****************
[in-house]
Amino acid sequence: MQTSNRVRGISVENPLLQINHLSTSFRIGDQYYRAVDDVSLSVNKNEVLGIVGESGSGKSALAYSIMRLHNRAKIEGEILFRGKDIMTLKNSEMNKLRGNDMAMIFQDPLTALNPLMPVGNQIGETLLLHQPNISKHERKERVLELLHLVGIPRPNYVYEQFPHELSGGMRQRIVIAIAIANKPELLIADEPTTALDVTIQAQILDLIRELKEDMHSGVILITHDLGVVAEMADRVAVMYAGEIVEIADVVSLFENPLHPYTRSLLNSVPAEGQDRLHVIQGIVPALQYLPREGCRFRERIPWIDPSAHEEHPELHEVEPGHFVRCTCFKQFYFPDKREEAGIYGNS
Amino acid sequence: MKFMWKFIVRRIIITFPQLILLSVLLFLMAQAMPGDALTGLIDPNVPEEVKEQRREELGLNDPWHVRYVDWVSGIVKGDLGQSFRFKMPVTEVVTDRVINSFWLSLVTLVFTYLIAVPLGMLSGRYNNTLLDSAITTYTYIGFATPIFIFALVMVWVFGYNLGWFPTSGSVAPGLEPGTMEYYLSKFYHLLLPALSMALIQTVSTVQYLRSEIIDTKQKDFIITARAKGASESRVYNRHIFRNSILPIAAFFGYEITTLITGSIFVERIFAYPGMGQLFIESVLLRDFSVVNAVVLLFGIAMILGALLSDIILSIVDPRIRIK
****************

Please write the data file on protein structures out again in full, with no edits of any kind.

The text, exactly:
[in-house]
Amino acid sequence: MQTSNRVRGISVENPLLQINHLSTSFRIGDQYYRAVDDVSLSVNKNEVLGIVGESGSGKSALAYSIMRLHNRAKIEGEILFRGKDIMTLKNSEMNKLRGNDMAMIFQDPLTALNPLMPVGNQIGETLLLHQPNISKHERKERVLELLHLVGIPRPNYVYEQFPHELSGGMRQRIVIAIAIANKPELLIADEPTTALDVTIQAQILDLIRELKEDMHSGVILITHDLGVVAEMADRVAVMYAGEIVEIADVVSLFENPLHPYTRSLLNSVPAEGQDRLHVIQGIVPALQYLPREGCRFRERIPWIDPSAHEEHPELHEVEPGHFVRCTCFKQFYFPDKREEAGIYGNS
Amino acid sequence: MKFMWKFIVRRIIITFPQLILLSVLLFLMAQAMPGDALTGLIDPNVPEEVKEQRREELGLNDPWHVRYVDWVSGIVKGDLGQSFRFKMPVTEVVTDRVINSFWLSLVTLVFTYLIAVPLGMLSGRYNNTLLDSAITTYTYIGFATPIFIFALVMVWVFGYNLGWFPTSGSVAPGLEPGTMEYYLSKFYHLLLPALSMALIQTVSTVQYLRSEIIDTKQKDFIITARAKGASESRVYNRHIFRNSILPIAAFFGYEITTLITGSIFVERIFAYPGMGQLFIESVLLRDFSVVNAVVLLFGIAMILGALLSDIILSIVDPRIRIK